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Where's the Trash?

Developing a Better Method

The GeoBase office had Trimble GeoXT GPS units with ArcPad software already installed that were available for the dumpster survey. A GeoXT unit equipped with ArcPad is an easily learned system that allows the user to collect data very quickly. In a minimal amount of time, two people were trained to collect the data using one of these units.

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Upon creating a point, the data entry window pops up to provide a user-friendly environment for inputting the attributes. Drop-down lists speed data entry and enhance accuracy.

However, before data could be collected, a list of attributes for describing each dumpster was needed. With input from the flight's members, the attribute requirements were developed. A list of domain choices, agreed upon for each attribute, further simplified the process. Typing text into a handheld GPS unit or a PDA can be time consuming and difficult. A list of meaningful domain choices in a pull-down menu reduces the time needed for entering attributes.

These lists ensured all locations were attributed in the same way, no matter who entered the data, and eliminated the need for note interpretation back at the office. Eliminating variations in spelling meant data queries could be performed easily. For example, the attribute choice for a dumpster in need of repainting is "Needs to be repainted." If this attribute is not a list choice, someone might type the words "paint" or "repaint." Without attribute standardization, a query for all dumpsters that need to be repainted might not reveal every dumpster that requires repainting.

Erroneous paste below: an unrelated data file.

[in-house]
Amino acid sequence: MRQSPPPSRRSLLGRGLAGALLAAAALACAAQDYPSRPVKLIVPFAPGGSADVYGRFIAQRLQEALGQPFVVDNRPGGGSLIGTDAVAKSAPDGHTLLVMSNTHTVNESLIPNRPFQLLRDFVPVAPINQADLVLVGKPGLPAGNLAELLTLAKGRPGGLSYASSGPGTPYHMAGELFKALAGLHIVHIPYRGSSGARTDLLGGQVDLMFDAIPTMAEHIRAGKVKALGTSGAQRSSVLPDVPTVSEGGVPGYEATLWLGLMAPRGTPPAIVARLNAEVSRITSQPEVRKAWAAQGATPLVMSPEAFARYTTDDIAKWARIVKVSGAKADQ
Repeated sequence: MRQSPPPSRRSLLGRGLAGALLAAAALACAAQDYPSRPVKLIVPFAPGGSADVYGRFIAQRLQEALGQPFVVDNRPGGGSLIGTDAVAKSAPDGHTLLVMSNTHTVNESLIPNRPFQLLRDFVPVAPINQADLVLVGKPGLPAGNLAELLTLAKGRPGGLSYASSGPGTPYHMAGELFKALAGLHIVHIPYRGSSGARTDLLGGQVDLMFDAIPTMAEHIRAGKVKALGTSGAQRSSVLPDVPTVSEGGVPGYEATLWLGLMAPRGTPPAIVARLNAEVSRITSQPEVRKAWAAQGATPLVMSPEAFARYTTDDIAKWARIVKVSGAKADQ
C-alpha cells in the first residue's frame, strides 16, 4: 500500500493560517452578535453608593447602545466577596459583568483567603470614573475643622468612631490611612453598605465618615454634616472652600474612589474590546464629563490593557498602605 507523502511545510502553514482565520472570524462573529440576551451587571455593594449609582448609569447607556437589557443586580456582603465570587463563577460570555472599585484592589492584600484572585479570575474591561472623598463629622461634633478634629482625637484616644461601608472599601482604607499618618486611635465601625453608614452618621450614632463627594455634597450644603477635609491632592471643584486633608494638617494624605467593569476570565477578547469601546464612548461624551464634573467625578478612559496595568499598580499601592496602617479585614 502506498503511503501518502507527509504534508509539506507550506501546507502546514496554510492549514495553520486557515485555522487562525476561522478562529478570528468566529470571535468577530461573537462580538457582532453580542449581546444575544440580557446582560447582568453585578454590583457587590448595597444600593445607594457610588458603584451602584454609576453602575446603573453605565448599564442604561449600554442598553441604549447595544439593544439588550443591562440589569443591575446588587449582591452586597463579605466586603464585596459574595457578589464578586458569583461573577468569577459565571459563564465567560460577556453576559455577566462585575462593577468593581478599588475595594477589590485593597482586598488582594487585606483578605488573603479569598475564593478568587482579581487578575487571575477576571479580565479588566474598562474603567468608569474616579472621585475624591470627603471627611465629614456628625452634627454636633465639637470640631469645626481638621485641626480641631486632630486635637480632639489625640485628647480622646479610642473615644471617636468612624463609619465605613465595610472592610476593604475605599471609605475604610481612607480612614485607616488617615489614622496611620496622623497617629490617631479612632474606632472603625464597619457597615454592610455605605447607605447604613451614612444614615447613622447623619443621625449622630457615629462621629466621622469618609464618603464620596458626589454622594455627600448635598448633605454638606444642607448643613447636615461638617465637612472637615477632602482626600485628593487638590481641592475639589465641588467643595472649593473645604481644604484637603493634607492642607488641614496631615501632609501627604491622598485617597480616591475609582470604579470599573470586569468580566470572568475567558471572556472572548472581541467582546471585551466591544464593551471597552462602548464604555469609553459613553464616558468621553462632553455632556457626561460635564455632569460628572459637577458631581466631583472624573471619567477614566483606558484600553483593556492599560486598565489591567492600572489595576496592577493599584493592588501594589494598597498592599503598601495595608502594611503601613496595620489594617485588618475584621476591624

Although attribute domain lists can save time, an issue can come up in the field that is not listed, so an additional comment field was added to capture pertinent information about a dumpster. After the attribute and choice list was developed, the GeoBase team used ArcPad Application Builder to design a custom form tailored to this project.

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Dumpsters are mapped and color coded. Dumpsters requiring attention are labeled with the issue that needs to be resolved.

One advantage of Form Editor is that once the attribute and domain lists are developed they can all be incorporated into one table. Each field on the form can be linked to the appropriate column in the table so attribute choices populate the table. Using one table for each form makes developing this table quite simple, and cross populating from multiple tables is not an issue.

For ease of use, the form was kept as brief as possible. Although Application Builder allows forms to contain multiple pages, the page count was kept to the minimum number needed to collect the required data. The first page of the project form contained all the information required for the survey. A unique identifier for each dumpster was generated by combining the building number associated with the dumpster followed by an "R" for recycle or "T" for trash. The unique identifier can be used for table joins and record maintenance.

With Form Editor, the time and date can be automatically captured. This is important to the dumpster survey collection process. Form Editor obtains the time from the Windows CE OS and the date from the GeoXT device and automatically enters this information in the attribute table. The dumpster attributes collected on the first page of the form are the dumpster number, type (trash or recycle), time and date surveyed, problems with dumpster, and serial number. A small note on the first page tells the user to scroll to the second page to add more notes, if needed. The second, optional page of the form is used to capture notes that don't fit elsewhere on the form but are deemed important by the user.